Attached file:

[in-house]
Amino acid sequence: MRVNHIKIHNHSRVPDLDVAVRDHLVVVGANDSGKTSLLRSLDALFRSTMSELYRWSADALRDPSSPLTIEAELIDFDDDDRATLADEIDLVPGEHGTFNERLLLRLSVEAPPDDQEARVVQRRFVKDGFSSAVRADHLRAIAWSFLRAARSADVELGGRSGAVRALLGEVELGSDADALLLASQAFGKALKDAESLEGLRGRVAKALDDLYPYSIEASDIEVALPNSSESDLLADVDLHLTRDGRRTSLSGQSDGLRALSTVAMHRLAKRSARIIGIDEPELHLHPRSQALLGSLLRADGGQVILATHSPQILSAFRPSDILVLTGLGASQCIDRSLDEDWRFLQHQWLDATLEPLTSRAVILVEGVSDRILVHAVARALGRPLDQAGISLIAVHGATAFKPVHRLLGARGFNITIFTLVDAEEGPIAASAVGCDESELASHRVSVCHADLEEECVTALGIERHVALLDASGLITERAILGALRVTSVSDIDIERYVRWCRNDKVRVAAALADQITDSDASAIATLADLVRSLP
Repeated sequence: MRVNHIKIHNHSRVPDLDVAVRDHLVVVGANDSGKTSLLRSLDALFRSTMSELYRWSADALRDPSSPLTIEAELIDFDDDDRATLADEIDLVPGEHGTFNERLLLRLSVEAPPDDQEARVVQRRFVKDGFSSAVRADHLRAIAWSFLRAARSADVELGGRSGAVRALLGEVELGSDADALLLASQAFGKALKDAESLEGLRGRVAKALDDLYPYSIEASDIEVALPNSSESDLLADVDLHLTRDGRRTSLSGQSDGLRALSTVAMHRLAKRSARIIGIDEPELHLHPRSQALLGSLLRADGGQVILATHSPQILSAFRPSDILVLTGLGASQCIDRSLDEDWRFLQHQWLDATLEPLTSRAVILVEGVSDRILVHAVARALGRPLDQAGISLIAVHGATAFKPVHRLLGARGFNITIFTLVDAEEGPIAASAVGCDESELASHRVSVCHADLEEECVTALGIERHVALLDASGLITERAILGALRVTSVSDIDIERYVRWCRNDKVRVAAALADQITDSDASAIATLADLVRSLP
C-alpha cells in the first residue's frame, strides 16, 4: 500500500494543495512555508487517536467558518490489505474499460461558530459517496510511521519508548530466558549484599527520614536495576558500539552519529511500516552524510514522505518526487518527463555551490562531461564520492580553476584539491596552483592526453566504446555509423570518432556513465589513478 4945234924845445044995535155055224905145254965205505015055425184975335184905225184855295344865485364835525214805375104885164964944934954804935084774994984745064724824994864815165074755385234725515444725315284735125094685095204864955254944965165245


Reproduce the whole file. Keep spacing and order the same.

[in-house]
Amino acid sequence: MRVNHIKIHNHSRVPDLDVAVRDHLVVVGANDSGKTSLLRSLDALFRSTMSELYRWSADALRDPSSPLTIEAELIDFDDDDRATLADEIDLVPGEHGTFNERLLLRLSVEAPPDDQEARVVQRRFVKDGFSSAVRADHLRAIAWSFLRAARSADVELGGRSGAVRALLGEVELGSDADALLLASQAFGKALKDAESLEGLRGRVAKALDDLYPYSIEASDIEVALPNSSESDLLADVDLHLTRDGRRTSLSGQSDGLRALSTVAMHRLAKRSARIIGIDEPELHLHPRSQALLGSLLRADGGQVILATHSPQILSAFRPSDILVLTGLGASQCIDRSLDEDWRFLQHQWLDATLEPLTSRAVILVEGVSDRILVHAVARALGRPLDQAGISLIAVHGATAFKPVHRLLGARGFNITIFTLVDAEEGPIAASAVGCDESELASHRVSVCHADLEEECVTALGIERHVALLDASGLITERAILGALRVTSVSDIDIERYVRWCRNDKVRVAAALADQITDSDASAIATLADLVRSLP
Repeated sequence: MRVNHIKIHNHSRVPDLDVAVRDHLVVVGANDSGKTSLLRSLDALFRSTMSELYRWSADALRDPSSPLTIEAELIDFDDDDRATLADEIDLVPGEHGTFNERLLLRLSVEAPPDDQEARVVQRRFVKDGFSSAVRADHLRAIAWSFLRAARSADVELGGRSGAVRALLGEVELGSDADALLLASQAFGKALKDAESLEGLRGRVAKALDDLYPYSIEASDIEVALPNSSESDLLADVDLHLTRDGRRTSLSGQSDGLRALSTVAMHRLAKRSARIIGIDEPELHLHPRSQALLGSLLRADGGQVILATHSPQILSAFRPSDILVLTGLGASQCIDRSLDEDWRFLQHQWLDATLEPLTSRAVILVEGVSDRILVHAVARALGRPLDQAGISLIAVHGATAFKPVHRLLGARGFNITIFTLVDAEEGPIAASAVGCDESELASHRVSVCHADLEEECVTALGIERHVALLDASGLITERAILGALRVTSVSDIDIERYVRWCRNDKVRVAAALADQITDSDASAIATLADLVRSLP
C-alpha cells in the first residue's frame, strides 16, 4: 500500500494543495512555508487517536467558518490489505474499460461558530459517496510511521519508548530466558549484599527520614536495576558500539552519529511500516552524510514522505518526487518527463555551490562531461564520492580553476584539491596552483592526453566504446555509423570518432556513465589513478 4945234924845445044995535155055224905145254965205505015055425184975335184905225184855295344865485364835525214805375104885164964944934954804935084774994984745064724824994864815165074755385234725515444725315284735125094685095204864955254944965165245